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Concept: Remove Intoxicated Drivers


Insufficient sleep is common among high school students and has been associated with an increased risk for motor vehicle crashes (1), sports injuries (2), and occupational injuries (3). To evaluate the association between self-reported sleep duration on an average school night and several injury-related risk behaviors (infrequent bicycle helmet use, infrequent seatbelt use, riding with a driver who had been drinking, drinking and driving, and texting while driving) among U.S. high school students, CDC analyzed data from 50,370 high school students (grades 9-12) who participated in the national Youth Risk Behavior Surveys (YRBSs) in 2007, 2009, 2011, or 2013. The likelihood of each of the five risk behaviors was significantly higher for students who reported sleeping ≤7 hours on an average school night; infrequent seatbelt use, riding with a drinking driver, and drinking and driving were also more likely for students who reported sleeping ≥10 hours compared with 9 hours on an average school night. Although insufficient sleep directly contributes to injury risk, some of the increased risk associated with insufficient sleep might be caused by engaging in injury-related risk behaviors. Intervention efforts aimed at these behaviors might help reduce injuries resulting from sleepiness, as well as provide opportunities for increasing awareness of the importance of sleep.

Concepts: Sleep, Injuries, High school, Somnolence, Driver's license, Automobile, Helmet, Remove Intoxicated Drivers


To examine the association between driving while alcohol/drug impaired (DWI) and the timing and amount of exposure to others' alcohol/drug-impaired driving (riding while impaired [RWI]) and driving licensure timing among teenage drivers.

Concepts: The Association, Driving under the influence, Drunk driving, Driver's license, Remove Intoxicated Drivers, Device driver


We tested the generalizability of a science-based community prevention design to reduce DUI crashes. Previous researcher-led studies have confirmed the effects of an intervention design of visible enforcement coupled with heightened public awareness of enforcement to increase driver perception of likely detection for drinking and driving. A community coalition based the project on a prevention intervention model that included two key intermediate variables: levels of visible enforcement and of public awareness of enforcement. We evaluated the project using community-specific monthly time-series measures of DUI crashes and state level trends in DUI crashes, indicators of enforcement, and public attention to enforcement. We devised the evaluation design to determine if an observed trend in DUI crashes declined and to verify if key intermediate variables increased, as stimulated by local efforts. DUI crash analysis documented an upward trend during a pre-trial period from July 2010-December 2011, which matched the upward trend in state DUI crashes. After the local intervention began in January 2012, local DUI crashes began a clear downward trend (average 2013 crashes were 23% lower than in 2012 and a 5-month post-intervention average from 2013 was lower than the equivalent 5-month pre-intervention average). This contrasted with the continued upward state DUI crash trend, with a 2-year increase of 16%. The downward trend in local crashes was associated with an increase in DUI enforcement as well as news stories concerning DUI enforcement that were stimulated by the efforts of the community prevention project. These results confirm the generalizability of two previous community research trials that were conducted with limited or no research resources or leadership. We discuss the importance of controlling for external factors in attributing causation in a local prevention evaluation by confirming both sufficient local prevention efforts and a decline in DUI crashes.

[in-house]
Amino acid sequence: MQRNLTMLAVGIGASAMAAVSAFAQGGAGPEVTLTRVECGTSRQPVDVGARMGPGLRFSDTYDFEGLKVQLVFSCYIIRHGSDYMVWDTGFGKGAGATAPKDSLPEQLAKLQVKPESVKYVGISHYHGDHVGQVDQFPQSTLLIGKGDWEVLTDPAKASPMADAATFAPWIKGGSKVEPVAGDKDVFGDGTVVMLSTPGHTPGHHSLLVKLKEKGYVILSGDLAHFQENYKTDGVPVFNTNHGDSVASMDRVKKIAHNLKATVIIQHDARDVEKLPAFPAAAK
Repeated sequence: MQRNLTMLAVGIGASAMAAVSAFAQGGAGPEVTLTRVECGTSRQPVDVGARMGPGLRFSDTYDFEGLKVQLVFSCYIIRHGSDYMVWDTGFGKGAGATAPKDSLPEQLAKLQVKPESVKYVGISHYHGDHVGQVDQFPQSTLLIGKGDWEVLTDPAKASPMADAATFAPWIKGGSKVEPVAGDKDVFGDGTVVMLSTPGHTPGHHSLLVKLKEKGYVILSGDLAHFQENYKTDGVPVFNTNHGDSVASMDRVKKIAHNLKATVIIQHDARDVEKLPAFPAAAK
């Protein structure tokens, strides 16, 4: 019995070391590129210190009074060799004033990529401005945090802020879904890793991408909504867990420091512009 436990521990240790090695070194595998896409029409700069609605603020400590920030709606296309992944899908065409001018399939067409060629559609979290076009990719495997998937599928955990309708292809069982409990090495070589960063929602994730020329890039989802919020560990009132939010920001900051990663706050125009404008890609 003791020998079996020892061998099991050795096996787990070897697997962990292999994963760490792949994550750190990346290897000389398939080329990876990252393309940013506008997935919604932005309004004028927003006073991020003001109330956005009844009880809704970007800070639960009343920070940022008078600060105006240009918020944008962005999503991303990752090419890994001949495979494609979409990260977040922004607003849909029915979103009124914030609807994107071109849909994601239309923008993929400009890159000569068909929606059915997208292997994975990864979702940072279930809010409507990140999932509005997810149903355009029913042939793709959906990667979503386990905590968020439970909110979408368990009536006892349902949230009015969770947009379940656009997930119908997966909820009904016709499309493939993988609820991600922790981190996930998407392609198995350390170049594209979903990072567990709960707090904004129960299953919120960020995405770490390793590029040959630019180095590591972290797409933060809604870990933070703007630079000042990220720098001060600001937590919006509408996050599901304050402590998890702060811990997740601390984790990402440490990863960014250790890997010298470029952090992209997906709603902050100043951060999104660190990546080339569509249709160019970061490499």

Concepts: Criminal law, Driving under the influence, Confirmation, Remove Intoxicated Drivers


In many jurisdictions, a risk assessment following a first driving while impaired (DWI) offence is used to guide administrative decision making regarding driver relicensing. Decision error in this process has important consequences for public security on one hand, and the social and economic well being of drivers on the other. Decision theory posits that consideration of the costs and benefits of decision error is needed, and in the public health context, this should include community attitudes. The objective of the present study was to clarify whether Canadians prefer decision error that: i) better protects the public (i.e., false positives); or ii) better protects the offender (i.e., false negatives).